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    PixPirate Android Banking Trojan Employing Novel Evasion Technique to Target Brazilian Users

    The malevolent entities orchestrating the PixPirate Android banking trojan have deployed a fresh stratagem to elude detection on compromised devices, clandestinely extracting sensitive information from users in Brazil.

    This innovative approach enables the concealing of the malicious app’s icon from the home screen of the victim’s device, as disclosed in a technical report by IBM today.

    “In virtue of this newfound technique, the victim, during the PixPirate reconnaissance and assault phases, remains blissfully unaware of the nefarious operations executed in the background by this malware,” elucidated security researcher Nir Somech.

    PixPirate, initially unveiled by Cleafy in February 2023, has gained notoriety for exploiting Android’s accessibility services to surreptitiously orchestrate unauthorized fund transfers using the PIX instant payment platform upon activation of a targeted banking app.

    This shape-shifting malware also possesses the capability to filch victims’ online banking credentials and credit card details, alongside capturing keystrokes and intercepting SMS messages to gain access to two-factor authentication codes.

    Cybersecurity Maneuvers

    Traditionally disseminated through SMS and WhatsApp channels, the attack trajectory involves deploying a dropper (also known as a downloader) app engineered to dispense the main payload (referred to as droppee) to perpetrate financial fraud.

    “Ordinarily, the downloader is tasked with downloading and installing the droppee, at which point the droppee assumes the central role in executing all fraudulent activities, rendering the downloader inconsequential,” expounded Somech.

    “In PixPirate’s case, the downloader not only downloads and installs the droppee but also actively runs and executes it. The downloader actively participates in the malicious activities of the droppee, engaging in communication and issuing commands for execution.”

    Upon initiation, the downloader APK app prompts the victim to update the app, either retrieving the PixPirate component from a server controlled by the threat actors or installing it if embedded within itself.

    Android Banking Trojan

    The recent alteration in the droppee’s latest version involves the omission of activity related to “android.intent.action.Main” and the category “android.intent.category.LAUNCHER,” permitting a user to launch an app from the home screen by tapping its icon.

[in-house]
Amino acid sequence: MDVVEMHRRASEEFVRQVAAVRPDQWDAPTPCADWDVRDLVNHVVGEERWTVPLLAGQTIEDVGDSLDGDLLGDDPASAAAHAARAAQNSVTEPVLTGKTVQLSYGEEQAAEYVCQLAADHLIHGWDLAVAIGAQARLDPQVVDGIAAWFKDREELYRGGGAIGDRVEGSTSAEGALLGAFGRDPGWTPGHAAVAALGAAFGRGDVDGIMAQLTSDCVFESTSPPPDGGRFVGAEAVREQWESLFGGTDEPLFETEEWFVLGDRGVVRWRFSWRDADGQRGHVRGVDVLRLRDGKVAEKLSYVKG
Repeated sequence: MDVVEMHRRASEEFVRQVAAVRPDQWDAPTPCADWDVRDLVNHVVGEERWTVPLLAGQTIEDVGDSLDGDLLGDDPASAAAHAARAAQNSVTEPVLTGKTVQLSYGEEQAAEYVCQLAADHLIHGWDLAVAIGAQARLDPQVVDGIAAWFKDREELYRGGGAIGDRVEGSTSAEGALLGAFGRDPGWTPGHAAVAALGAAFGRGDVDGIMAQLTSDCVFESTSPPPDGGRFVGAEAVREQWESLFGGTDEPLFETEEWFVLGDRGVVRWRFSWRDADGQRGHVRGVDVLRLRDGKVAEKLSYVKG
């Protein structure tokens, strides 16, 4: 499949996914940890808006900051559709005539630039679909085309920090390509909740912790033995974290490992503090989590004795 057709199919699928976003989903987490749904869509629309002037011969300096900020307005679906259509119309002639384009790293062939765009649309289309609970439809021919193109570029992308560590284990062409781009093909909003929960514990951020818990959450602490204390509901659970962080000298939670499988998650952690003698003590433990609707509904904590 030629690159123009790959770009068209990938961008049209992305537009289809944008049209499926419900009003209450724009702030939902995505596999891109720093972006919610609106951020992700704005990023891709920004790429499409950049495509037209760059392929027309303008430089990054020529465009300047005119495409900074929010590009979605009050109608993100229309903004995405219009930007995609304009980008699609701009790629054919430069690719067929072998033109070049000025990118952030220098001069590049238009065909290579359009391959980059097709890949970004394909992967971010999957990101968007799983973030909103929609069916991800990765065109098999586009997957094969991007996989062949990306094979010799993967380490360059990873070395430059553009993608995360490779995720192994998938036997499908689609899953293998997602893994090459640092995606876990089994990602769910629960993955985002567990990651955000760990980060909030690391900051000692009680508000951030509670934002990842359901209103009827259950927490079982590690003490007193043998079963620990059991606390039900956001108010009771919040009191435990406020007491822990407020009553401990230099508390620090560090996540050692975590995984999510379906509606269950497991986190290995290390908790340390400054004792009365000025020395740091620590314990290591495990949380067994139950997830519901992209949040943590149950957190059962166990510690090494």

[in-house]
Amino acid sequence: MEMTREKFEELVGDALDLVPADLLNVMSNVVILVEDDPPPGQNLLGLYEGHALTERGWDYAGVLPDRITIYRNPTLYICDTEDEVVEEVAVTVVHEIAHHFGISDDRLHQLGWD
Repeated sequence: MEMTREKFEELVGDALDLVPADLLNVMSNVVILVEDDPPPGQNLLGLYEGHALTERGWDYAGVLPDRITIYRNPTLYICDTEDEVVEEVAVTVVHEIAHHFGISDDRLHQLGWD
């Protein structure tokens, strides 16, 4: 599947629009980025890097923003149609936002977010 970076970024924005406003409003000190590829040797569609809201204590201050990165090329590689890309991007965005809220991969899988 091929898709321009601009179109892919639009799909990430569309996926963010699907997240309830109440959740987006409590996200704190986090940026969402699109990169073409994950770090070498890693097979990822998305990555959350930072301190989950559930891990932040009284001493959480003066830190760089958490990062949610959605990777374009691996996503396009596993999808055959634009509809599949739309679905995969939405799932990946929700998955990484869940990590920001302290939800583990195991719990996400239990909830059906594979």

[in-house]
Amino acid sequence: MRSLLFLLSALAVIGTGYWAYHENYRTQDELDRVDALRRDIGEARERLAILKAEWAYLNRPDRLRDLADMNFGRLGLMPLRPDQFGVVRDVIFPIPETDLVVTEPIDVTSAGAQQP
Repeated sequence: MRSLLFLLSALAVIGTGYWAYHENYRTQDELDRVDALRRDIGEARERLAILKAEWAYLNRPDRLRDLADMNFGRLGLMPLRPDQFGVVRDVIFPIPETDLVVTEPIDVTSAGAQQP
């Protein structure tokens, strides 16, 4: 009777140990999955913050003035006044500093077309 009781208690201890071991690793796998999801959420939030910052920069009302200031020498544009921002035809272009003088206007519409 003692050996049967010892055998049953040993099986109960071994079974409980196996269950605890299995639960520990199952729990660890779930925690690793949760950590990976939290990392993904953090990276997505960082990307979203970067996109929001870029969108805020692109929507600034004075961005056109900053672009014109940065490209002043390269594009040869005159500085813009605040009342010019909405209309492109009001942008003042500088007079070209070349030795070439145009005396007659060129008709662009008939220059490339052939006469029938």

In simpler terms, the infection chain necessitates both the downloader and the droppee to collaborate, with the former responsible for executing the PixPirate APK by binding to a service exported by the droppee.

    “To sustain persistence, the droppee is subsequently triggered to run by different receivers it has registered. These receivers are set to activate based on various system events, not necessarily triggered by the downloader that initially instigated the droppee to run.”

    “This technique empowers the PixPirate droppee to operate covertly and conceal its presence, even if the victim removes the PixPirate downloader from their device.”

    Cybersecurity Developments

    This development arises amidst Latin American (LATAM) banks encountering a new malware named Fakext, utilizing a rogue Microsoft Edge extension named SATiD to perpetrate man-in-the-browser and web injection attacks. The objective is to pilfer credentials entered on the targeted bank site.

    It is noteworthy that SAT ID is a service offered by Mexico’s Tax Administration Service (SAT) for generating and updating electronic signatures for online tax filing.

    In specific instances, Fakext is designed to exhibit an overlay, coercing the victim to download a purportedly legitimate remote access tool by masquerading as the bank’s IT support team, ultimately facilitating the threat actors in committing financial fraud.

    This campaign, operational since at least November 2023, singles out 14 banks in the region, with a majority situated in Mexico. The extension has since been removed from the Edge Add-ons store.

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